By: Annie Low LinkedIn, Senior Research Manager and Chris Oatey LinkedIn, Research Director, 2CV 

It is increasingly understood that emotions play a big role in our decision-making. Behavioural science shows us that how people feel about something has more influence on their choices than what they say they think about it. The happier they feel about a product, campaign, or brand, the more likely it is that they will go back to it.

This can be at odds with traditional research approaches, which typically prioritise a read on a respondent’s ‘rational’ choice. Survey questions tend to focus on stated preference and direct evaluations to gauge how people will react. 

It’s no surprise, then, that the research industry has looked to go beyond the purely rational and capture emotional responses, too. At 2CV, we started looking at ways to measure emotion quantitatively. 

One area of exploration was emojis – specifically Google’s free-to-use Noto emojis. 2CV ran a multinational study to see if these could be used as a proxy for emotional response.

Why emojis?

We know that emotions can be hard to articulate in a survey setting. Respondents may not be fully aware of them, or they may be difficult to express with words. 

Enter emojis: they’re non-verbal, simple, and globally familiar. Research has shown that ‘smiley’-type emojis are used in similar ways across Eastern and Western countries (Guntuku et al, 2019). These images, or non-verbal responses, can allow people to express an emotion spontaneously without having to rationalise it first, as they might do in a traditional open-ended question.

In addition, emojis can be used to represent the seven universal emotions we all display: anger, disgust, fear, happiness, sadness, contempt, and surprise (Ekman, 1972). Neutrality is included too for occasions when there is no strong emotional response. Fortunately for us, there is no shortage of emoji expressions to cover these basic human emotions.

Matching the emoji to the emotion 

The challenge for us was clear: which of the many available emojis are most universally understood to indicate the Ekman emotions? After all, each emoji carries a specific emotional nuance and its usage may depend on cultural context.

We set out to validate our emoji choices through an 11-market study with 900 respondents, testing which versions of the emojis should be used in future surveys.

Each respondent was shown both version A and version B (Image 1). They were asked to select which emoji (if any) best represented a given emotion – for example, “Which emoji best represents happiness?”

Image 1: Emoji options shown to respondents for each Ekman emotion

Most emojis were obvious, but a few needed clarifying 

The results were mostly clear-cut and relatively consistent across markets. There was strong consensus on the choices for anger, surprise, neutrality, and disgust, while the two happiness options were roughly equally acceptable, with only country-specific preferences for either option.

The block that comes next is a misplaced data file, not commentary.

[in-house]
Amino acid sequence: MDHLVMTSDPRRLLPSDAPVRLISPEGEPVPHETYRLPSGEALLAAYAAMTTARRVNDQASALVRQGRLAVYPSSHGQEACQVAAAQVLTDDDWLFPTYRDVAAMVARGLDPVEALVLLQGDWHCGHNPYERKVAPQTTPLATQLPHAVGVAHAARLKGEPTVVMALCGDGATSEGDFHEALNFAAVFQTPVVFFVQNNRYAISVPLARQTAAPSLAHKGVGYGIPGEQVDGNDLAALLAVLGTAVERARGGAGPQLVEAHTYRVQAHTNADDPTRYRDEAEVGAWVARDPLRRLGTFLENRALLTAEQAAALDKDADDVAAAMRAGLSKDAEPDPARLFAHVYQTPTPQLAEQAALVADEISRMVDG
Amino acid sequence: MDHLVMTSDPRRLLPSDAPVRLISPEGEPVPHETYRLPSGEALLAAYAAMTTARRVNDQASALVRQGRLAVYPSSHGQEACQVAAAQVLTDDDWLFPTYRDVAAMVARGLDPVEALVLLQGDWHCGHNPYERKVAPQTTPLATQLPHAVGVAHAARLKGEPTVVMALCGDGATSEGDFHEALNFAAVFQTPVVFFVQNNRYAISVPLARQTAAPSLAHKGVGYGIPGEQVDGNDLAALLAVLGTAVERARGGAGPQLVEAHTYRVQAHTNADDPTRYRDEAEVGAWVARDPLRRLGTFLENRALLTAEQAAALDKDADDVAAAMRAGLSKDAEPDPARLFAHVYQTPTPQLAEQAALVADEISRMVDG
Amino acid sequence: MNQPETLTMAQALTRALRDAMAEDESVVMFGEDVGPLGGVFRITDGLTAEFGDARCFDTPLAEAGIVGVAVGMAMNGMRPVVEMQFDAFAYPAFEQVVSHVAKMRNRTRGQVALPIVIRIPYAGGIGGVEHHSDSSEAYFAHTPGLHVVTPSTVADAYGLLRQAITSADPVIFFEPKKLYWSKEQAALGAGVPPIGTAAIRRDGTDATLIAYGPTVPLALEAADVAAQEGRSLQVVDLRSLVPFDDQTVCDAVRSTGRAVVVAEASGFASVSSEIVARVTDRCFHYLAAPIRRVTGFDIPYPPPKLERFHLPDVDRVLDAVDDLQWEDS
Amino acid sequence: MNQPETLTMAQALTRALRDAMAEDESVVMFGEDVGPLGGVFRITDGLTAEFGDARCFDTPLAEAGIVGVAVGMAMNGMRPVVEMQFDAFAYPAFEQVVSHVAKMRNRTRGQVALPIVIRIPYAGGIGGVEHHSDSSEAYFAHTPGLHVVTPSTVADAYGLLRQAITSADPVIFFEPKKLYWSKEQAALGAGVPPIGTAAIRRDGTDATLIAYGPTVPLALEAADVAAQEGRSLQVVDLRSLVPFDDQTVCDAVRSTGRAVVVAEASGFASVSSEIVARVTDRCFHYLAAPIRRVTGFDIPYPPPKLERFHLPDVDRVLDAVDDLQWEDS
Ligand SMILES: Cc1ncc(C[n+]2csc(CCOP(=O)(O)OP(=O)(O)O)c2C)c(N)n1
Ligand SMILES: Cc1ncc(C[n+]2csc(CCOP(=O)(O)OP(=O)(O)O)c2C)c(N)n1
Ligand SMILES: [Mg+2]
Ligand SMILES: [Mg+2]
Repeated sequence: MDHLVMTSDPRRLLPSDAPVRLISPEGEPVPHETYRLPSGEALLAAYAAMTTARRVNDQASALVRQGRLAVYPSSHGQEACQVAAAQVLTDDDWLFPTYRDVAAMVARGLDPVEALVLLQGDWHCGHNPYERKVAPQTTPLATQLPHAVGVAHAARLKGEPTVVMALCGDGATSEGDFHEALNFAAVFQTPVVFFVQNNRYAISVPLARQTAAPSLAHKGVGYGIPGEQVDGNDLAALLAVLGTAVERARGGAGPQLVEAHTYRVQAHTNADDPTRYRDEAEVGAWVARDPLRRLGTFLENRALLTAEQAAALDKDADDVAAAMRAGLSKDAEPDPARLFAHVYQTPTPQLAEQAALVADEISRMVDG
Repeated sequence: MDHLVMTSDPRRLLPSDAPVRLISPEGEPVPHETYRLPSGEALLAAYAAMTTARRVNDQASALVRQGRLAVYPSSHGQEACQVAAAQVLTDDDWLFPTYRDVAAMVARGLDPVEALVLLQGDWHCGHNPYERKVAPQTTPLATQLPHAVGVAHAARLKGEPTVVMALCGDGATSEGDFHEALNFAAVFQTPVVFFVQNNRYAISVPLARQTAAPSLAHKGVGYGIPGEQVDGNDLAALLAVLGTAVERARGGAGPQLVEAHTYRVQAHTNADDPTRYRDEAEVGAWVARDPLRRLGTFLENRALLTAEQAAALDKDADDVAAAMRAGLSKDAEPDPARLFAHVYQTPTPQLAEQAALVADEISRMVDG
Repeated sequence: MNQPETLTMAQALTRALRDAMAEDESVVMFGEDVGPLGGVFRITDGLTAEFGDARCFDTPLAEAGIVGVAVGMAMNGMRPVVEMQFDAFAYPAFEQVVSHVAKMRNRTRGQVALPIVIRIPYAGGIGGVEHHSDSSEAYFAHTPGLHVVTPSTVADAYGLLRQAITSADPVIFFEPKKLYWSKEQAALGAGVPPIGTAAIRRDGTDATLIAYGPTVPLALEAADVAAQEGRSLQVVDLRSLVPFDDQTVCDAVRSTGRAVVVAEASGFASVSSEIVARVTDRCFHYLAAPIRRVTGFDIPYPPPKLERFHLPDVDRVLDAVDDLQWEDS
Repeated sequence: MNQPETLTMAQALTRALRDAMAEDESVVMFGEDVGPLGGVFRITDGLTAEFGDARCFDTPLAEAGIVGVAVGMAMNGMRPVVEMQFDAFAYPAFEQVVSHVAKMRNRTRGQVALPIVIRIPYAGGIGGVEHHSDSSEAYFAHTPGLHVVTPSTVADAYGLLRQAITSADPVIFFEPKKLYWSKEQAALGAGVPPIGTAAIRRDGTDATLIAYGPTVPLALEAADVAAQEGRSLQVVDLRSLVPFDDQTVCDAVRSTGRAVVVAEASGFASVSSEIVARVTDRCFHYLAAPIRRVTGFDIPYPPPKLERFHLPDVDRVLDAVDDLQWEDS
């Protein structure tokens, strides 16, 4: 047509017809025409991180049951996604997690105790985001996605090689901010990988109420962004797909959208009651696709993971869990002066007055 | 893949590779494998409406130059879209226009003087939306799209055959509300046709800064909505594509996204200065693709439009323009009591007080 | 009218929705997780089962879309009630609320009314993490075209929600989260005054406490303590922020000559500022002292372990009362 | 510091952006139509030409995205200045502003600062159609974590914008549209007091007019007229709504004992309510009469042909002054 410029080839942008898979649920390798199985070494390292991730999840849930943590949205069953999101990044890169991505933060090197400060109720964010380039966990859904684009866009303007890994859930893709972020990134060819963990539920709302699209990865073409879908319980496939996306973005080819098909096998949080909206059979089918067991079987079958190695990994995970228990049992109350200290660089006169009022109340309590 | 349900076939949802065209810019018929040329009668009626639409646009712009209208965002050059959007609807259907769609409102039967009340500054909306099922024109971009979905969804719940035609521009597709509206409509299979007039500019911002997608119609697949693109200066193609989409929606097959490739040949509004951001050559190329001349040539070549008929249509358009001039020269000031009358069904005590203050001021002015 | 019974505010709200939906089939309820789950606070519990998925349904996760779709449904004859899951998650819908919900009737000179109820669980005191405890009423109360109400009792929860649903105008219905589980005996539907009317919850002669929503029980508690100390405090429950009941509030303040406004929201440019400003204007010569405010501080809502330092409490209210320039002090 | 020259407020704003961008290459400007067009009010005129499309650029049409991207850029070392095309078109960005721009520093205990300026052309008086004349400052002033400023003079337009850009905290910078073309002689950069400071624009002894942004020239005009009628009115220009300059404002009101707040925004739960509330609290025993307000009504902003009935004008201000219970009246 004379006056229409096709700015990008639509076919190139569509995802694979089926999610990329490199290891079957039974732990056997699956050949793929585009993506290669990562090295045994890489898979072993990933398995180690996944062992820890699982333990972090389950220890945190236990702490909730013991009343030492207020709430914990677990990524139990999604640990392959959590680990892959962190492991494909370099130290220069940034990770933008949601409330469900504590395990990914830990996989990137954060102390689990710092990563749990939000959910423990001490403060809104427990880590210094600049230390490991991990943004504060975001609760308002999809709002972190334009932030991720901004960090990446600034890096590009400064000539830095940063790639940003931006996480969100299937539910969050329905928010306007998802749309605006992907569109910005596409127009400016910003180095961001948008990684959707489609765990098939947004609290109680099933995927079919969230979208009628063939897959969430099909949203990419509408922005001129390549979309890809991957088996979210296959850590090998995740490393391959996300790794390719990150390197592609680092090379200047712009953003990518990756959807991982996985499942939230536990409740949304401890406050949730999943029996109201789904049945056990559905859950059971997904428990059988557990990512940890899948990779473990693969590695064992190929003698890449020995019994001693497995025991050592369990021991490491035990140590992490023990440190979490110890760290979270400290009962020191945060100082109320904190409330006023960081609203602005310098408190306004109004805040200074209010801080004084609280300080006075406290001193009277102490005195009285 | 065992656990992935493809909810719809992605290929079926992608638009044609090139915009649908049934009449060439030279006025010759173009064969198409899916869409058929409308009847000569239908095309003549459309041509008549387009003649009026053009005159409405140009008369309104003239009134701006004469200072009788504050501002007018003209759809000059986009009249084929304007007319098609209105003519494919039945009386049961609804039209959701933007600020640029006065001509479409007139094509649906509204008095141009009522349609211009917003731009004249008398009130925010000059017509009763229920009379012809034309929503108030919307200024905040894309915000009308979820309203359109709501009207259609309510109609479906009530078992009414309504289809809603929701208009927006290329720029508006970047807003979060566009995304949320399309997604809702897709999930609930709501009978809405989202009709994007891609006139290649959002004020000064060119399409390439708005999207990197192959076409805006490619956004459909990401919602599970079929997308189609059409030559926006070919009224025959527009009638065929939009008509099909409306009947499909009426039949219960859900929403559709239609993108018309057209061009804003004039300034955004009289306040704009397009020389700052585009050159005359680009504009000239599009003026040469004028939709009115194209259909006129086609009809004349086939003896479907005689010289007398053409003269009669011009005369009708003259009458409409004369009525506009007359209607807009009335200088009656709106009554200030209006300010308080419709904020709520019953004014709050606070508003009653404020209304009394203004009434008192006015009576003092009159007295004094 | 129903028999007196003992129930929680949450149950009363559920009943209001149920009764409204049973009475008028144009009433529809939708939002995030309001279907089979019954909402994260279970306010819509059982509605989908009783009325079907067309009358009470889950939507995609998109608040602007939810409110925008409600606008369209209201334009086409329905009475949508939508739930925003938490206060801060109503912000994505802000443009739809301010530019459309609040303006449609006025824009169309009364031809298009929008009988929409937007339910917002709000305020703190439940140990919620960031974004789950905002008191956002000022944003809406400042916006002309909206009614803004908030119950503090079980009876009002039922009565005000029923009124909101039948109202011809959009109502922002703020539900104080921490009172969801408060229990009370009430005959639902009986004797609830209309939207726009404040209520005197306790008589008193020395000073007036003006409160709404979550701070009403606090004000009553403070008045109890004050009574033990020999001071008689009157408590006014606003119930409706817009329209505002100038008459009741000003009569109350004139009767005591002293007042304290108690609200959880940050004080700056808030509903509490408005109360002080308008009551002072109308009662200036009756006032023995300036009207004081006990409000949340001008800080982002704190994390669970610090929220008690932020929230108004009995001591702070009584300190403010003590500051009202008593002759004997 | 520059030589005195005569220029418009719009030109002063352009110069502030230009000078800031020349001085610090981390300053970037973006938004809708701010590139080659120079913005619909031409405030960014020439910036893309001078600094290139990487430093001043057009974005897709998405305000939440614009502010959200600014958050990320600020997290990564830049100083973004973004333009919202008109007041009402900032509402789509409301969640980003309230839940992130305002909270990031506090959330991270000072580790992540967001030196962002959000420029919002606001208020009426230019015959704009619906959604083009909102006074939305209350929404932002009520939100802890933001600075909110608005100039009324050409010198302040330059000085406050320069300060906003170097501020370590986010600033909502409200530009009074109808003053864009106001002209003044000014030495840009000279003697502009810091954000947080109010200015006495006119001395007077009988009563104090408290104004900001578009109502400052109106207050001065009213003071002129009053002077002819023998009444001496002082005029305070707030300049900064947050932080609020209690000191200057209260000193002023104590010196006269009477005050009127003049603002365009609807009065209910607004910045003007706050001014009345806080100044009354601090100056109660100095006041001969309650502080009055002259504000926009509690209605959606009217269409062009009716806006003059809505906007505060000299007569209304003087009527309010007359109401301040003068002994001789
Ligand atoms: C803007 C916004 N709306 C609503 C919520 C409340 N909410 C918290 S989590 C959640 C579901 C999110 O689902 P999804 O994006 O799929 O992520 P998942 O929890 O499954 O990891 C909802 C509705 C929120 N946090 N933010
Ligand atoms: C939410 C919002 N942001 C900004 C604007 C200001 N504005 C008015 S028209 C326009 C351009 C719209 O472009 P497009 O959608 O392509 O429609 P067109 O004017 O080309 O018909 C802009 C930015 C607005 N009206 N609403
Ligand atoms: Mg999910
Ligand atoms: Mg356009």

However, the remaining emotions proved to be slightly more contentious. For example, fear version B  was sometimes read as surprise, so it would not be a good choice to use. The disgust options  were also sometimes read as contempt in a few countries, though this ambiguity cleared up once respondents were presented with the full set of emojis and emotions.

Interestingly, contempt was the hardest emotion to capture. It’s a more complicated emotion (one that Ekman also grappled with), and people occasionally attributed both contempt emojis  to other emotions, such as anger or disgust. Other research has also found that expressions of contempt can differ across cultures, which may explain why it was the most ambiguous emoji overall.

Best practices moving forward 

With these findings in hand, we arrived at our final eight validated emojis (Image 2) that we have since started using in various projects at 2CV.

Image 2: Final validated emojis chosen for each Ekman emotion

We concluded that emojis can work as a proxy to gauge emotional response, but they remain an imperfect tool on their own. They work better alongside a few practices put into place to avoid any confusion when using them in a survey.

One such practice is to label the emoji clearly (taking special care with translations), as the image alone may communicate something else. All eight emojis should also be shown together, as respondents can better differentiate between emotions if they see all discrete options at once.

We also found it helpful to ask this question early in the survey and as close to stimulus exposure as possible, before respondents were fatigued or affected by extraneous emotions. Measuring the intensity of their emotional response (e.g. on a rated scale) also adds another layer of nuance, and this is ideally paired with a follow-up open-ended question to understand why they are experiencing that emotion.

We also acknowledge that some clients might feel that disgust version B is too graphic (though it was the more universally understood option), in which case version A could be used instead. 

There will always be slight differences between markets, but these emojis represent a good starting point to get a quick read on your audience’s emotional state. Understanding this is not only useful as a potential indicator of future behaviour, but it also adds colour and context to the data, with the bonus of enhancing the respondent experience. 

This article was first published in the Q3 2022 edition of Asia Research Media

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